I began to wonder, “How do these women do it?”  “How do they accomplish so much with the same amount of hours in a day that I am given?”   Not just Sheri Piers, but other women in my life as well.  The rock stars (not literally) that are always getting amazing things done in the world.   I always feel tired when I am talking to them about what they accomplish in a day.

How do they do it?  I obviously don’t have the answer to that, but I have a hypothesis:  WILLPOWER

I don’t think they have more hours in a day.  I actually don’t even think they have that much more willpower than me.  I think they have figured out how to harness and direct their willpower MUCH better than me.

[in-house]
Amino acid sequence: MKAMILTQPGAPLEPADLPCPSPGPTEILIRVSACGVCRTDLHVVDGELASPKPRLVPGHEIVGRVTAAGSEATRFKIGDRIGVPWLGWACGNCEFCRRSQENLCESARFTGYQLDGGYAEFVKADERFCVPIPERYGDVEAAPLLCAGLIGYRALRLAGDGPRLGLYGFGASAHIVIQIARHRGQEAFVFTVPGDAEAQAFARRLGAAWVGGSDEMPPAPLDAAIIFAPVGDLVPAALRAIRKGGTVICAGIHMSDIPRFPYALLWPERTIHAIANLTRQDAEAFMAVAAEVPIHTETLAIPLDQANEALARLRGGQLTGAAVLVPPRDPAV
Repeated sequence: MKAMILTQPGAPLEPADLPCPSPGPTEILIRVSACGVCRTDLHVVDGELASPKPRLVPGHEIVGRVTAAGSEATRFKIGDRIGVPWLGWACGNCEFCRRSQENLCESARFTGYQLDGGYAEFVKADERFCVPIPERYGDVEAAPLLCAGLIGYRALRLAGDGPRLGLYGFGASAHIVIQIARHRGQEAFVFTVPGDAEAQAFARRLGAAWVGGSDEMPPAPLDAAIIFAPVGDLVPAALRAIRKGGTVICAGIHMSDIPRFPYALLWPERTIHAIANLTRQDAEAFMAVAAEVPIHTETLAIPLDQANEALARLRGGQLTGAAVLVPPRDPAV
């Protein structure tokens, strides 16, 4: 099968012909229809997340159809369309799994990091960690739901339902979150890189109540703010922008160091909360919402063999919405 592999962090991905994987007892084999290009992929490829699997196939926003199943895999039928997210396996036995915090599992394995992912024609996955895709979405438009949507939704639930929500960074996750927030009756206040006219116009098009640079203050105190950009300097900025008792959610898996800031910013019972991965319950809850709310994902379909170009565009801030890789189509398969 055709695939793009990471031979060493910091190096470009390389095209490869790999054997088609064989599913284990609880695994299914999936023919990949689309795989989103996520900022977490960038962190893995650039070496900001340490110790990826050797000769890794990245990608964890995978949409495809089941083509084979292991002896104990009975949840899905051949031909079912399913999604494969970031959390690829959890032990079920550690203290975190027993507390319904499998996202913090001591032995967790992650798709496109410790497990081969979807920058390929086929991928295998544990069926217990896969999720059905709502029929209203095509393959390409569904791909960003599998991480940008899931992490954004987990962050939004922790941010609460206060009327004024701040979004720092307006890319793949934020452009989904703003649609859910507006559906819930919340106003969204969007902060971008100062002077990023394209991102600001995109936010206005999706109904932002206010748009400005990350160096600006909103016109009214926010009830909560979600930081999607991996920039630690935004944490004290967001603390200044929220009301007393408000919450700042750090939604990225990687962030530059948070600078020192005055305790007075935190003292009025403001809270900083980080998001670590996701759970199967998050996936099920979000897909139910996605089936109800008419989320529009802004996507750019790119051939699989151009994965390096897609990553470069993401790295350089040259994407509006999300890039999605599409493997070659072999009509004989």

The book, “The Willpower Instinct: How Self -Control Works, Why It Matters and What Can You Do To Get More of It” by Kelly McGonigal talks about this very thing.  Yes, you can increase your willpower by simple day to day practice in self discipline.  But too much discipline is counter productive and there is a ceiling at some point.

So maybe it is a matter of looking at WHERE you spend your willpower.  I know for a fact, that these women are not spending precious willpower on laundry, cleaning toilets, grocery shopping, fixing the leaky sink, and over functioning for their kids.  Maybe some of them are not even spending enough willpower on their kids and marriages.  Like I said, there are only 24 hours in a day no matter who you are.

I, on the other hand, am spending quite a bit of precious willpower on that kind of stuff.  Because of the previous post about too many sick kids, I splurged and had someone clean my house this weekend from top to bottom.  I can’t do that regularly right now, but WOW! I was amazed at the amount of willpower it freed up for me.  Enough to get my exercise going again, go skating with my kids, and even think up this post.